The filter system is relatively uncomplicated. Let’s see if I can reach it. Sorry … there we go. This filter has several chambers with an overflow and two pumps – really simple. As I said, this aquarium was already running when I started here. Let’s turn around … … and this is the tank I created. 5000 liters, approximately 4,60 to 4,80 m long … 1,20 meters high, 90 cm deep … it’s on a very low stand. The stand has only 40 cm in height. If you stand in front of the tank you have quite an uncommon perspective. You think that this is really a high tank – well, it is high, with 1,20 meters. You have a much better view this way. As you can see, the focal point in this tank is the huge tree root. It was a lot of work to get it in when we set up the tank. It weighs around 240 kg, … So we needed 8 people to heave it in. The tank was already standing there, and I had to glue it in since I didn’t know if it had buoyancy or not. That would have been hard to test with such a huge piece of driftwood. Six, seven months ago, I planted these ferns here. I just stuck them onto the driftwood with their roots. The roots of these different ferns have grown into the water. The ferns and some Ficus pumila, a climber. These plants require no care at all, they live here on their own and supply themselves with water from the tank. They even remove nitrate from the water. So that’s our central piece of driftwood. The tank is planted with easy plants, Java fern and Anubias, … Bucephanandra and some moss. The most important feature is easy maintenance here. I come by every two weeks to cut back some moss, the rest of the maintenance is done by the company. Down here, there’s a lid that’s only opened for service work, if you need to switch on the lights out of schedule, for example. Down here we also have the fertilizers from Aqua Rebell, controlled by two dosing pumps. Let’s test them … The fertilizers are added to the tank on the top left. It’s important to keep the hoses above the waterline … … to prevent water from running back in the hoses. That would be bad. CO2 is supplied by means of a diffuser, that’s very easy. The current carries the CO2 bubbles through the tank. Since we have pretty soft water here, … … this simple diffuser is sufficient. CO2 is supplied during the day, when the lights are on. During the night it is shut off. We have a carbonate hardness of 3-4 degrees, ideal for such a planted tank. So this small diffuser is sufficient to lower the pH, too. We run a 2-kg CO2 cylinder here. Very simple! So these are the covers for the openings in the stand. Just clipping them on again. Now it looks nice again. What else we got? There’s the fish food, but we’ll talk about this later. These are the tools I use for this tank. I have these cutting grippers here, from the gardening sector. I use it to cut my plants.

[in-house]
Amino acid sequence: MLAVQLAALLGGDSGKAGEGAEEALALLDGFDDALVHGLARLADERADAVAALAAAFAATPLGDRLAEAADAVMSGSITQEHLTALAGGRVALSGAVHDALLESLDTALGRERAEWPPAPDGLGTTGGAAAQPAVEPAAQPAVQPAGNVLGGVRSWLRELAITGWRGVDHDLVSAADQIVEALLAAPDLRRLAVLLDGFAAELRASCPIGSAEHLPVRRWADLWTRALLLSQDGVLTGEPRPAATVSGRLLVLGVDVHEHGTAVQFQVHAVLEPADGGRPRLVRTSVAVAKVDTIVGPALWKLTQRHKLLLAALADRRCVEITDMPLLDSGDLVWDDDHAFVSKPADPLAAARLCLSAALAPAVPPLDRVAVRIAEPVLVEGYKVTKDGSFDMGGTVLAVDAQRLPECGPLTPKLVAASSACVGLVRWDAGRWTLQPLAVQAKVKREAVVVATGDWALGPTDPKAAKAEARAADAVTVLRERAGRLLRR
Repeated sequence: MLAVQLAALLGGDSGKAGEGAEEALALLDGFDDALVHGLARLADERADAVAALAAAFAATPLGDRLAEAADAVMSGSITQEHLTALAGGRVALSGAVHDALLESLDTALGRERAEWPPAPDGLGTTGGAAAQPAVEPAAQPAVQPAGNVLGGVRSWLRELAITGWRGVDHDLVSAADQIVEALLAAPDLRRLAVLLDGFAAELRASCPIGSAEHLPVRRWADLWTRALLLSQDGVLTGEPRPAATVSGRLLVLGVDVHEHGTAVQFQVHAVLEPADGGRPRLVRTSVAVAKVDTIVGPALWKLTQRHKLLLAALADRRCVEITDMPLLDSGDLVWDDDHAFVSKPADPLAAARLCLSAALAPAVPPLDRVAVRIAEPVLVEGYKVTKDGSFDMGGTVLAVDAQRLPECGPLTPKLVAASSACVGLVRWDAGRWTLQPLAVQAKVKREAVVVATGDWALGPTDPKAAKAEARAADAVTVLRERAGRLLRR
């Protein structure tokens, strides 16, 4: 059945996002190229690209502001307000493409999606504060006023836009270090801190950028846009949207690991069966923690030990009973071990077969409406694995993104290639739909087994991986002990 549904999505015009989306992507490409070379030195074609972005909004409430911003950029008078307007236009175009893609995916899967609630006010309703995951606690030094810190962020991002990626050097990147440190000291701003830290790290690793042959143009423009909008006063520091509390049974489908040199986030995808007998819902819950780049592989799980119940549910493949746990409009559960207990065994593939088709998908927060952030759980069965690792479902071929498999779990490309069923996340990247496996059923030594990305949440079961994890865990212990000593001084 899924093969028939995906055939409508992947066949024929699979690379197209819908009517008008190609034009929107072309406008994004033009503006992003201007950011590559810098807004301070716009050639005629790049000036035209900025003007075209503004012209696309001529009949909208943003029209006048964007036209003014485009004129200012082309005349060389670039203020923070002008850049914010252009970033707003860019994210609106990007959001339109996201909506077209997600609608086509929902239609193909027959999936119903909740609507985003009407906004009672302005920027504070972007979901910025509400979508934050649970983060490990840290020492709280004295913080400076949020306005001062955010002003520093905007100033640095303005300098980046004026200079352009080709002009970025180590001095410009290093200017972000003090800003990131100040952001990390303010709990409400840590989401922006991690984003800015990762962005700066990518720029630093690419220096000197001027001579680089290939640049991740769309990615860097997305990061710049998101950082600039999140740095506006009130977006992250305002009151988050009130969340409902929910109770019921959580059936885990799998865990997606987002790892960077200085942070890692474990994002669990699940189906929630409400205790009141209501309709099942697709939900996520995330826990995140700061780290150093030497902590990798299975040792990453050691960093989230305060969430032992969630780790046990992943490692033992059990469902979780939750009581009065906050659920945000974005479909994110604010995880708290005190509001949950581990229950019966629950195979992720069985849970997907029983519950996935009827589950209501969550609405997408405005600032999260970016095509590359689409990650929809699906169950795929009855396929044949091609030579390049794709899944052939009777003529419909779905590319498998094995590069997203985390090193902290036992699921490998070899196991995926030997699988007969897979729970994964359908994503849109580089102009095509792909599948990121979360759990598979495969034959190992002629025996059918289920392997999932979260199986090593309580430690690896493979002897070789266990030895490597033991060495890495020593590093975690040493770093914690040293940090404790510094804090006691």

Nice and long, and can be operated with one hand. There’s a razor blade on it.